4318  thisbucketsize = restrictinfo->left_bucketsize;
4319  if (thisbucketsize < 0)
4320  {
4321  /* not cached yet */
4323  get_leftop(restrictinfo->clause),
4324  virtualbuckets,
4325  &restrictinfo->left_mcvfreq,
4326  &restrictinfo->left_bucketsize);
4327  thisbucketsize = restrictinfo->left_bucketsize;
4328  }
4329  thismcvfreq = restrictinfo->left_mcvfreq;
4330  }
4331 
4332  if (innerbucketsize > thisbucketsize)
4333  innerbucketsize = thisbucketsize;
4334  if (innermcvfreq > thismcvfreq)
4335  innermcvfreq = thismcvfreq;
4336  }
4337  }
4338 
4339  /*
4340  * If the bucket holding the inner MCV would exceed hash_mem, we don't
4341  * want to hash unless there is really no other alternative, so apply
4342  * disable_cost. (The executor normally copes with excessive memory usage
4343  * by splitting batches, but obviously it cannot separate equal values
4344  * that way, so it will be unable to drive the batch size below hash_mem
4345  * when this is true.)
4346  */
4347  if (relation_byte_size(clamp_row_est(inner_path_rows * innermcvfreq),
4348  inner_path->pathtarget->width) > get_hash_memory_limit())
4349  startup_cost += disable_cost;
4350 
4351  /*
4352  * Compute cost of the hashquals and qpquals (other restriction clauses)
4353  * separately.
4354  */
4355  cost_qual_eval(&hash_qual_cost, hashclauses, root);
4356  cost_qual_eval(&qp_qual_cost, path->jpath.joinrestrictinfo, root);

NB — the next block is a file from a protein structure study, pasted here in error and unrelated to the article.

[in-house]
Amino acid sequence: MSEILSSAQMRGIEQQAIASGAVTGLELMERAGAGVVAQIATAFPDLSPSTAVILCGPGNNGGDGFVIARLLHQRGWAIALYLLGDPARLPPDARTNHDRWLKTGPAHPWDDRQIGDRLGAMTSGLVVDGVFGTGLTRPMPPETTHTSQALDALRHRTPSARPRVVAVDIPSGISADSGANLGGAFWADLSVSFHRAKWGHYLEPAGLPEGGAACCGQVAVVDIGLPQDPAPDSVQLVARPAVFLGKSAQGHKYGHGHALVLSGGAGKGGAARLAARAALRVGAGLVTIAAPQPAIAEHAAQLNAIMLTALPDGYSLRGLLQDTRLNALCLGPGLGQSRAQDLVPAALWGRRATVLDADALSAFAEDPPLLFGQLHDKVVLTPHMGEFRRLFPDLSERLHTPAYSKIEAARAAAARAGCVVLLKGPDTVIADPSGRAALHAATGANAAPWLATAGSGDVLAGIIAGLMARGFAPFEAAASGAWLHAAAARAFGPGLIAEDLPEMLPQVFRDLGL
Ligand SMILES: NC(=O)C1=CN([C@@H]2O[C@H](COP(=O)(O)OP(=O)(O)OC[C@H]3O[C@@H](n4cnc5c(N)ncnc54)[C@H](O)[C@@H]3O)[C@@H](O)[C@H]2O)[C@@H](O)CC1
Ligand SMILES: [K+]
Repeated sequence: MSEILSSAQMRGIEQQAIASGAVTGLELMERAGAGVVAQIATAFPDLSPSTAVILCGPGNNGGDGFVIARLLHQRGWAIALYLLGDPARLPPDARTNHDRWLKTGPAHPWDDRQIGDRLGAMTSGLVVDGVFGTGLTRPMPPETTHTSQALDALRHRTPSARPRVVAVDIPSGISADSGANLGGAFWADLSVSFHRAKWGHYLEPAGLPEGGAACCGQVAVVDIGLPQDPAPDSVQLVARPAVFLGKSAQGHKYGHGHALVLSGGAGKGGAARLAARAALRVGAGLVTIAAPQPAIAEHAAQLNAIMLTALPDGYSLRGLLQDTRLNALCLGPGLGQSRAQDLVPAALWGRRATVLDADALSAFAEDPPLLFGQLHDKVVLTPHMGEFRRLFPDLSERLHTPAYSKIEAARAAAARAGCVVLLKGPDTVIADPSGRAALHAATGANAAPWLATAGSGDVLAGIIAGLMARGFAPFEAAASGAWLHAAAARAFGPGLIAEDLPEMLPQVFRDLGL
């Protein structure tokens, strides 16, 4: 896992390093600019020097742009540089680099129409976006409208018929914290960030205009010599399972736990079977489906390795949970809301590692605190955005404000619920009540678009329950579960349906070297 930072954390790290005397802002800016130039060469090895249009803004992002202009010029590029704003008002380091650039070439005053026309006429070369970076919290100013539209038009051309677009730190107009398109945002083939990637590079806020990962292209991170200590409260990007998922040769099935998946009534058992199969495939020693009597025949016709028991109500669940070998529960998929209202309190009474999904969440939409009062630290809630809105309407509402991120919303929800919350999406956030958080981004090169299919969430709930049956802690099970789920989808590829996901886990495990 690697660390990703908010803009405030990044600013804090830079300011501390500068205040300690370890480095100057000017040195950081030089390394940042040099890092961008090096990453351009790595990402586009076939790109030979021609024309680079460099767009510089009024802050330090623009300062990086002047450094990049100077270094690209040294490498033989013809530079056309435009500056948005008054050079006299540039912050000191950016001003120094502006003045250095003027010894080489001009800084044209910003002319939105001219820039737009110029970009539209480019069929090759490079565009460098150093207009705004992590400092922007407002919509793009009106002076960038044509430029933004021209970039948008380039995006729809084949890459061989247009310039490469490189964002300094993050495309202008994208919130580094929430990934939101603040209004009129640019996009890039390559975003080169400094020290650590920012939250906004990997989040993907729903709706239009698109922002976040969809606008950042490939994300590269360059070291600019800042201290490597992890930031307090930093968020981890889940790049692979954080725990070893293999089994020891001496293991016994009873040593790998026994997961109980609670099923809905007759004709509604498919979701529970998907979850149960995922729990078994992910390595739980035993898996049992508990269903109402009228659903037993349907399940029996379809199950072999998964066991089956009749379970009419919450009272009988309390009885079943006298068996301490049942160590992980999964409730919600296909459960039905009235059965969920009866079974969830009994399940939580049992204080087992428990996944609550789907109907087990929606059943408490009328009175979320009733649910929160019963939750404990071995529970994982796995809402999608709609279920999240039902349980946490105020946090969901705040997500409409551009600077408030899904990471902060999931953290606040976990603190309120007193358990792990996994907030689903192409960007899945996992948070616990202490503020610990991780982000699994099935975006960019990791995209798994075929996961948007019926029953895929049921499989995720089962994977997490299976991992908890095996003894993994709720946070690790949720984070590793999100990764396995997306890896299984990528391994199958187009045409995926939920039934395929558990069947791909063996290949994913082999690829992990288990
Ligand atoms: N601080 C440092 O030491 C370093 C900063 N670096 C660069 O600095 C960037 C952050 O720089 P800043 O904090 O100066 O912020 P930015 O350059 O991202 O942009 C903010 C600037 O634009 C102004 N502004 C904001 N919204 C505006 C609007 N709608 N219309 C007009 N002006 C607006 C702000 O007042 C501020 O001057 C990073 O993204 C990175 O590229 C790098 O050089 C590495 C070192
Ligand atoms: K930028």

4357  qp_qual_cost.startup -= hash_qual_cost.startup;
4358  qp_qual_cost.per_tuple -= hash_qual_cost.per_tuple;
4359 
4360  /* CPU costs */
4361 
4362  if (path->jpath.jointype == JOIN_SEMI ||
4363  path->jpath.jointype == JOIN_ANTI ||
4364  extra->inner_unique)
4365  {
4366  double outer_matched_rows;
4367  Selectivity inner_scan_frac;
4368 
4369  /*
4370  * With a SEMI or ANTI join, or if the innerrel is known unique, the
4371  * executor will stop after the first match.
4372  *
4373  * For an outer-rel row that has at least one match, we can expect the
4374  * bucket scan to stop after a fraction 1/(match_count+1) of the
4375  * bucket's rows, if the matches are evenly distributed. Since they
4376  * probably aren't quite evenly distributed, we apply a fuzz factor of
4377  * 2.0 to that fraction. (If we used a larger fuzz factor, we'd have
4378  * to clamp inner_scan_frac to at most 1.0; but since match_count is
4379  * at least 1, no such clamp is needed now.)
4380  */
4381  outer_matched_rows = rint(outer_path_rows * extra->semifactors.outer_match_frac);
4382  inner_scan_frac = 2.0 / (extra->semifactors.match_count + 1.0);
4383 
4384  startup_cost += hash_qual_cost.startup;
4385  run_cost += hash_qual_cost.per_tuple * outer_matched_rows *
4386  clamp_row_est(inner_path_rows * innerbucketsize * inner_scan_frac) * 0.5;
4387 
4388  /*
4389  * For unmatched outer-rel rows, the picture is quite a lot different.
4390  * In the first place, there is no reason to assume that these rows
4391  * preferentially hit heavily-populated buckets; instead assume they
4392  * are uncorrelated with the inner distribution and so they see an
4393  * average bucket size of inner_path_rows / virtualbuckets. In the
4394  * second place, it seems likely that they will have few if any exact
4395  * hash-code matches and so very few of the tuples in the bucket will
4396  * actually require eval of the hash quals. We don't have any good
4397  * way to estimate how many will, but for the moment assume that the
4398  * effective cost per bucket entry is one-tenth what it is for
4399  * matchable tuples.
4400  */